The training class that you created to help incarcerated citizens could be considered revolutionary in legal education. If you were to be elected, would you want to expand or implement this training in some capacity?

I have currently trained about 80 assistant district attorneys in Manhattan through that program. I will make it required legal training for all attorneys and an optional training for other staff members of the [Manhattan] District Attorney’s Office. It has already been replicated at Brooklyn District Attorney’s Office, and is in the process of being replicated elsewhere nationally.

The training is a gold standard for community-based legal education in prosecutors offices. It is central  to implementing the culture change that’s necessary for the [Manhattan] District Attorney’s Office to become an engine for dismantling mass incarceration and addressing racial injustice in our system.

With the surge of Black Lives Matter movements across the country this last year, there have been more calls for police and prison reform and even abolition. As a leader in criminal justice reform, what are some misconceptions about these calls to action?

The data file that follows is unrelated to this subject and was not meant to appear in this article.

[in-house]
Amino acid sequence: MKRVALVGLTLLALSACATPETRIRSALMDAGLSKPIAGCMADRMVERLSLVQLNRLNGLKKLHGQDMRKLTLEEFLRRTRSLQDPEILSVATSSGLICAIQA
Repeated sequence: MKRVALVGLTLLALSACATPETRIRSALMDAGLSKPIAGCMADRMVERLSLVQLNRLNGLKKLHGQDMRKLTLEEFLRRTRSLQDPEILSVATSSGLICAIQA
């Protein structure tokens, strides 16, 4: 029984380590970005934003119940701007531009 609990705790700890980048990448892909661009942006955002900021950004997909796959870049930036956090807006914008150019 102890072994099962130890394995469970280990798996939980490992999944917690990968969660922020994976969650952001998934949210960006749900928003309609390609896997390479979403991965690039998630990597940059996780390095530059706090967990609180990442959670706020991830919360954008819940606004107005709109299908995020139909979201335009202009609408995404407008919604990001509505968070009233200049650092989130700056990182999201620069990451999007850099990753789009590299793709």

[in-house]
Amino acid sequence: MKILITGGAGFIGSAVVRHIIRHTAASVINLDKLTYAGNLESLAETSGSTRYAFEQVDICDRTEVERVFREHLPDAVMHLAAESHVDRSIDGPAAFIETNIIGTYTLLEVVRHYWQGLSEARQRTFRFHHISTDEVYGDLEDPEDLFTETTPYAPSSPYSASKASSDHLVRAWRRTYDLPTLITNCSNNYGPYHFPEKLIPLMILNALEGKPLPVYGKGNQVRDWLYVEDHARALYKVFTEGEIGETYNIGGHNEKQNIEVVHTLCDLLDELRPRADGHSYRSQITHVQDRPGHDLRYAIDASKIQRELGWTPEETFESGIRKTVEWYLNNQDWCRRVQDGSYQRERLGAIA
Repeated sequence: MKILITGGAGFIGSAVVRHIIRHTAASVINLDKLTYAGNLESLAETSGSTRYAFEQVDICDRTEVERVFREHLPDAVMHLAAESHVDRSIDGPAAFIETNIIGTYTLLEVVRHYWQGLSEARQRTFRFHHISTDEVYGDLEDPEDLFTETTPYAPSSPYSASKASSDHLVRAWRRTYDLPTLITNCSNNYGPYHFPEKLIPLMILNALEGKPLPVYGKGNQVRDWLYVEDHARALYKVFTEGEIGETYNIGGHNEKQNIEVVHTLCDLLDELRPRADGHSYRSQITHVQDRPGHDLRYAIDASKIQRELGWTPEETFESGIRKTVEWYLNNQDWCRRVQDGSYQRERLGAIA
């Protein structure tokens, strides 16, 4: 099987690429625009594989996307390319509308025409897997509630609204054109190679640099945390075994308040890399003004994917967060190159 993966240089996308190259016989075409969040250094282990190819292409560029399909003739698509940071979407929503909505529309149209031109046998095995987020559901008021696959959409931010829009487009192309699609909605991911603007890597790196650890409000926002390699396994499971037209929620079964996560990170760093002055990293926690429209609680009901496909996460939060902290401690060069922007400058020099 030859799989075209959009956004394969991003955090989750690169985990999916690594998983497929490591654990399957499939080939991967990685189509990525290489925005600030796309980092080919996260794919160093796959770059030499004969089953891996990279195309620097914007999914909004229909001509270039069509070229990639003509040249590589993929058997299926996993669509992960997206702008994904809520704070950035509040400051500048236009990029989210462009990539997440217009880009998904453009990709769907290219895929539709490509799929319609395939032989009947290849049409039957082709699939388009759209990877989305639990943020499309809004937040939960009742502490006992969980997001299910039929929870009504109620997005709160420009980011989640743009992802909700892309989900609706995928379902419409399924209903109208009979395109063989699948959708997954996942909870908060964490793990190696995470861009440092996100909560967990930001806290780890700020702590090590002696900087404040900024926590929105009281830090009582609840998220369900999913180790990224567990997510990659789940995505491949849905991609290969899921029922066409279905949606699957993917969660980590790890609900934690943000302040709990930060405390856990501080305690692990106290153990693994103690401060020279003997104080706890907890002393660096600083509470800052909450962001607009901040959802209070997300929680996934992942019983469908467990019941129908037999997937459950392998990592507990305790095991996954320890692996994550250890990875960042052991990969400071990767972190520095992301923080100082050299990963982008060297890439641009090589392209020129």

Each one of the calls to action that you identify really encapsulates a myriad of different positions on the issues. There’s a misconception that the criminal justice system is one thing, when in fact it is this sprawling set of many systems that were never designed to work functionally together with one another. It’s a set of systems that includes state courts, federal courts, local district attorney’s offices, federal district attorney’s offices, attorneys general, defense bars, social service agencies, departments of corrections; all of these different systems—and the dissipated nature of them—is part of what contributes to the dysfunctional nature  of the system.